Callaway was very modest but proud of his first world grand champion. Expressions of thanks were extended to his wife, Karen, sons John Allan and Bill and assistant trainer Sam McLaughlin. Also to grooms and staff, Peacock, Oscar, Tablo, Rafael, Barro, and farm manager Marty Groggus, who were all very instrumental in the preparation of Encore. “Of course,” Callaway commented, “Without the promotion of Encore by Dennis, Terry and Pedigo, none of this would have been possible.”

Dennis added, “It was very exciting to be from Shelbyville and bring the title to town.”

Terry and Pedigo were very appreciative of the judging panel who ultimately had the responsibility and duty to decide the outcome; they demonstrated their ability to judge and discharged their duties intelligently. “The unsung heroes,” Terry commented, “were the Celebration board and staff and the City of Shelbyville. I commend them for doing an excellent job. Without them we wouldn’t be doing interviews today.”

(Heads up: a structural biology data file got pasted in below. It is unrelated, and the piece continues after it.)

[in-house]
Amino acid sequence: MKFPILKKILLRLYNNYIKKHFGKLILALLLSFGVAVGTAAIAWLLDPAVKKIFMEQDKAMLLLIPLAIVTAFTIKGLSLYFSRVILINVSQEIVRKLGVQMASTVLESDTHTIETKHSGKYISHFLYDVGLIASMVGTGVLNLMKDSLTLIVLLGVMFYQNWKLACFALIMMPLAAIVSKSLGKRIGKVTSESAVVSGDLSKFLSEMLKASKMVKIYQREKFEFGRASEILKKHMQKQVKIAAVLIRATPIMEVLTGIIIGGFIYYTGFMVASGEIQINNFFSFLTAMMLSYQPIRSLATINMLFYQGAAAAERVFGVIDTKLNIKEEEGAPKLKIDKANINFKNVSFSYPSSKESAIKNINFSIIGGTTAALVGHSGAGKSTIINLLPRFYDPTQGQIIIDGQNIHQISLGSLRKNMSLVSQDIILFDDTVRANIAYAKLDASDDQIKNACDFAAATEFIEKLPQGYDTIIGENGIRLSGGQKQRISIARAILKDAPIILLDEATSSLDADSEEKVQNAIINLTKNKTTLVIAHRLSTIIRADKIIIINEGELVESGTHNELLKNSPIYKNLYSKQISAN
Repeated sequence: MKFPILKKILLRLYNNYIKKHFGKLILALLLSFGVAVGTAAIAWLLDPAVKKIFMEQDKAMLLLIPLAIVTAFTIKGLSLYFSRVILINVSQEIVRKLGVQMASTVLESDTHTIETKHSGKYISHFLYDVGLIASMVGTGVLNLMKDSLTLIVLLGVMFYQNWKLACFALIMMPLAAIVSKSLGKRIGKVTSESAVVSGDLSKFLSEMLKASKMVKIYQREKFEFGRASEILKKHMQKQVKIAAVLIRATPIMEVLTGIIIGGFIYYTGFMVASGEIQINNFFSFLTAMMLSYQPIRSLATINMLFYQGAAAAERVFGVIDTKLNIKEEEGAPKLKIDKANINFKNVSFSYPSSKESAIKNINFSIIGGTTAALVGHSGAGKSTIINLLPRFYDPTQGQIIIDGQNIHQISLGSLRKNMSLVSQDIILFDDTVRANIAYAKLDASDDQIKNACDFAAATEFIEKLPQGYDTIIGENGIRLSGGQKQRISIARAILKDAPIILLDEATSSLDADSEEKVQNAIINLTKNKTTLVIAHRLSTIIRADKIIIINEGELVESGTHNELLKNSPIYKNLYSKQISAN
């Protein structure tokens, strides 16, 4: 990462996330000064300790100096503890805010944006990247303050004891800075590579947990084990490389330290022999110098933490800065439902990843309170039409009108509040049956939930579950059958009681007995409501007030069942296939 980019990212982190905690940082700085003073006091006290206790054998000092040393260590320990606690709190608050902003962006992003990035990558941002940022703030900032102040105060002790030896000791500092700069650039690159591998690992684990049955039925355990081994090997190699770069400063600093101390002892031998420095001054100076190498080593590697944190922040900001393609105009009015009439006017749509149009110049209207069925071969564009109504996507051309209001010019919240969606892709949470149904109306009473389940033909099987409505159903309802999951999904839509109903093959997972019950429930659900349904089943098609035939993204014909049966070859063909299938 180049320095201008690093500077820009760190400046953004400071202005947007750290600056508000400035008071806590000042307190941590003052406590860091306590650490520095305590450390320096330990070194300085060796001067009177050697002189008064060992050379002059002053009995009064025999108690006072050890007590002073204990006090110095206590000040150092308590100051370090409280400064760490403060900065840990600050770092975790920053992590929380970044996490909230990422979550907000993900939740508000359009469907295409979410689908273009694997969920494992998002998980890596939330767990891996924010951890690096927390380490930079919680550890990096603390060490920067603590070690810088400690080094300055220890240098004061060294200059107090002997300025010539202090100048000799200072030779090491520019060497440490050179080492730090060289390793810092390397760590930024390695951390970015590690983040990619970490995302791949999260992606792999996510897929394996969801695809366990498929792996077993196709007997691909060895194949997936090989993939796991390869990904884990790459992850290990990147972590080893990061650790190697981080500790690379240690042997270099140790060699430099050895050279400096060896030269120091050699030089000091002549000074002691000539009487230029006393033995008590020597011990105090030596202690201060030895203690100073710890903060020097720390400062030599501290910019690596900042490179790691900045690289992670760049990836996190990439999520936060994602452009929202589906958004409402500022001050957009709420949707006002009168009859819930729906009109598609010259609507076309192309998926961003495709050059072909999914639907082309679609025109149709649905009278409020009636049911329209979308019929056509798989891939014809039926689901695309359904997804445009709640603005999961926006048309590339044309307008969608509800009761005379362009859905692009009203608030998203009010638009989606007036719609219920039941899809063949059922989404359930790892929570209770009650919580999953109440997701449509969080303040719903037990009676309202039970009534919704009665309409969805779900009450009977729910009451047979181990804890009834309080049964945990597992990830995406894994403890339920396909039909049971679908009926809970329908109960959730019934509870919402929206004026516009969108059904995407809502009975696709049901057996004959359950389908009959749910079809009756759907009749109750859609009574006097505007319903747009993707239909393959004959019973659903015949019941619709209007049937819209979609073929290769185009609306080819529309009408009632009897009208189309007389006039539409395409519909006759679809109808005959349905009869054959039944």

1991 was a good breeding year...that year alone produced five world grand champions: Generator’s Santana, Masquerading, He’s Putting On The Ritz, Cash For Keeps and Pride’s Jubilee Encore. A very good year indeed!

Encore was bred to be a champion and this seasoned veteran of the show ring captured the prize he was bred to claim. He is sired by the late world grand champion, Pride’s Jubilee Star, himself a sire of champions. He is out of the top producing mare, Lady Fame, who was out of a Midnight Mack K mare. As those before him have done, Allan and Encore will exhibit and promote the Tennessee walking horse during the next year. He will be retired to the breeding barn where he will contribute both championship bloodlines and his own abilities to his offspring.

The fans said it all as the ground swell emerged with each trip around the ring, Encore! Encore! Encore!